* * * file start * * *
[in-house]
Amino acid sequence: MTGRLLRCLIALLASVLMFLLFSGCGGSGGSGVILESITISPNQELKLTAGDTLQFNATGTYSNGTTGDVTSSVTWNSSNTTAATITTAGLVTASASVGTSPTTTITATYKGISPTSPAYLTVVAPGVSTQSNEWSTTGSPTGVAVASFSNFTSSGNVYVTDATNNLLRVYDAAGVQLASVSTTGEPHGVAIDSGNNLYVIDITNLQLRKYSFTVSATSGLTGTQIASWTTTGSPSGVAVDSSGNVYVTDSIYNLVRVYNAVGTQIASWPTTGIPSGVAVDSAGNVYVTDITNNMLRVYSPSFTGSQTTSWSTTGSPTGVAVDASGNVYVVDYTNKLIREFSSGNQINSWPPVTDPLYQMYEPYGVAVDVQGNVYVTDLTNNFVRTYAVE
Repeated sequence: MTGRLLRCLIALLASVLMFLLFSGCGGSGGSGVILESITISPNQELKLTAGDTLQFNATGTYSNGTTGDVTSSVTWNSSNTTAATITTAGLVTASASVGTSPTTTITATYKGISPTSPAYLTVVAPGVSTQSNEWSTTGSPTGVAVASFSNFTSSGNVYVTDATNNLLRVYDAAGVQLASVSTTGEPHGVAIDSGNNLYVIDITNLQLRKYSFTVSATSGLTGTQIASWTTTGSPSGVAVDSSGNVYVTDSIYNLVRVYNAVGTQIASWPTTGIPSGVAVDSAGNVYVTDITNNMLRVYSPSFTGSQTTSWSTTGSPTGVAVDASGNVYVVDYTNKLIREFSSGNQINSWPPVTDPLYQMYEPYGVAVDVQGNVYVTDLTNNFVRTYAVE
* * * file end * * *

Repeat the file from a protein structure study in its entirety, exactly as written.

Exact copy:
[in-house]
Amino acid sequence: MTGRLLRCLIALLASVLMFLLFSGCGGSGGSGVILESITISPNQELKLTAGDTLQFNATGTYSNGTTGDVTSSVTWNSSNTTAATITTAGLVTASASVGTSPTTTITATYKGISPTSPAYLTVVAPGVSTQSNEWSTTGSPTGVAVASFSNFTSSGNVYVTDATNNLLRVYDAAGVQLASVSTTGEPHGVAIDSGNNLYVIDITNLQLRKYSFTVSATSGLTGTQIASWTTTGSPSGVAVDSSGNVYVTDSIYNLVRVYNAVGTQIASWPTTGIPSGVAVDSAGNVYVTDITNNMLRVYSPSFTGSQTTSWSTTGSPTGVAVDASGNVYVVDYTNKLIREFSSGNQINSWPPVTDPLYQMYEPYGVAVDVQGNVYVTDLTNNFVRTYAVE
Repeated sequence: MTGRLLRCLIALLASVLMFLLFSGCGGSGGSGVILESITISPNQELKLTAGDTLQFNATGTYSNGTTGDVTSSVTWNSSNTTAATITTAGLVTASASVGTSPTTTITATYKGISPTSPAYLTVVAPGVSTQSNEWSTTGSPTGVAVASFSNFTSSGNVYVTDATNNLLRVYDAAGVQLASVSTTGEPHGVAIDSGNNLYVIDITNLQLRKYSFTVSATSGLTGTQIASWTTTGSPSGVAVDSSGNVYVTDSIYNLVRVYNAVGTQIASWPTTGIPSGVAVDSAGNVYVTDITNNMLRVYSPSFTGSQTTSWSTTGSPTGVAVDASGNVYVVDYTNKLIREFSSGNQINSWPPVTDPLYQMYEPYGVAVDVQGNVYVTDLTNNFVRTYAVE